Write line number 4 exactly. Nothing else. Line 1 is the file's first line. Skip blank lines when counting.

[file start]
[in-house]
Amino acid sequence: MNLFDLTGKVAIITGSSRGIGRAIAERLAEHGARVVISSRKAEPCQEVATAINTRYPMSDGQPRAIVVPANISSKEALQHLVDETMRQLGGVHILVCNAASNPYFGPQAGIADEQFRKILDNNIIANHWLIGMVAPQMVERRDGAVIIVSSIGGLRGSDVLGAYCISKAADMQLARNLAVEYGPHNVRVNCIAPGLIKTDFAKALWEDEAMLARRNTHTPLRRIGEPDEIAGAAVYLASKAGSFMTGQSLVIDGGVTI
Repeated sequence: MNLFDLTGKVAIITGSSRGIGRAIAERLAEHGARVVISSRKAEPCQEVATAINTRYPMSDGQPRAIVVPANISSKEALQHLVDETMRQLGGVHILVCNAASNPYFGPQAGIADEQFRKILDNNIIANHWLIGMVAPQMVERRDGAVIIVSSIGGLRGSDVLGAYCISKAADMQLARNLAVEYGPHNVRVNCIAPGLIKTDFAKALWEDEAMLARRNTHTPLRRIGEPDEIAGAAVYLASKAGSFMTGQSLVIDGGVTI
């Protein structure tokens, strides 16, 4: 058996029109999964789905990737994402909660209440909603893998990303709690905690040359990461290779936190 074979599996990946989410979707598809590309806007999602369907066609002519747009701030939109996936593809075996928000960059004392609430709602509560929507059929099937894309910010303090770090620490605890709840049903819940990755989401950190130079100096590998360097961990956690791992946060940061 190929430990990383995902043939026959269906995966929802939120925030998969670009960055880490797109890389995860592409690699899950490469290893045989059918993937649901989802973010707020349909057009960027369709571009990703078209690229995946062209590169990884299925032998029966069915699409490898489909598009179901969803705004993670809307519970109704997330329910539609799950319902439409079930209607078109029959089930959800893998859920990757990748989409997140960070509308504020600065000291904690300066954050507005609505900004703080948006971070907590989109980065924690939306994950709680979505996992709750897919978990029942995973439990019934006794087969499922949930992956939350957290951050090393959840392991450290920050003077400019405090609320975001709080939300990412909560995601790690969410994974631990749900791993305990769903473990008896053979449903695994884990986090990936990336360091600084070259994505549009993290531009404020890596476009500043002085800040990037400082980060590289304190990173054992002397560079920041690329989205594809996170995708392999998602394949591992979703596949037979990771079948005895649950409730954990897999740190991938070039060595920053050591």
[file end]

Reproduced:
């Protein structure tokens, strides 16, 4: 058996029109999964789905990737994402909660209440909603893998990303709690905690040359990461290779936190 074979599996990946989410979707598809590309806007999602369907066609002519747009701030939109996936593809075996928000960059004392609430709602509560929507059929099937894309910010303090770090620490605890709840049903819940990755989401950190130079100096590998360097961990956690791992946060940061 190929430990990383995902043939026959269906995966929802939120925030998969670009960055880490797109890389995860592409690699899950490469290893045989059918993937649901989802973010707020349909057009960027369709571009990703078209690229995946062209590169990884299925032998029966069915699409490898489909598009179901969803705004993670809307519970109704997330329910539609799950319902439409079930209607078109029959089930959800893998859920990757990748989409997140960070509308504020600065000291904690300066954050507005609505900004703080948006971070907590989109980065924690939306994950709680979505996992709750897919978990029942995973439990019934006794087969499922949930992956939350957290951050090393959840392991450290920050003077400019405090609320975001709080939300990412909560995601790690969410994974631990749900791993305990769903473990008896053979449903695994884990986090990936990336360091600084070259994505549009993290531009404020890596476009500043002085800040990037400082980060590289304190990173054992002397560079920041690329989205594809996170995708392999998602394949591992979703596949037979990771079948005895649950409730954990897999740190991938070039060595920053050591």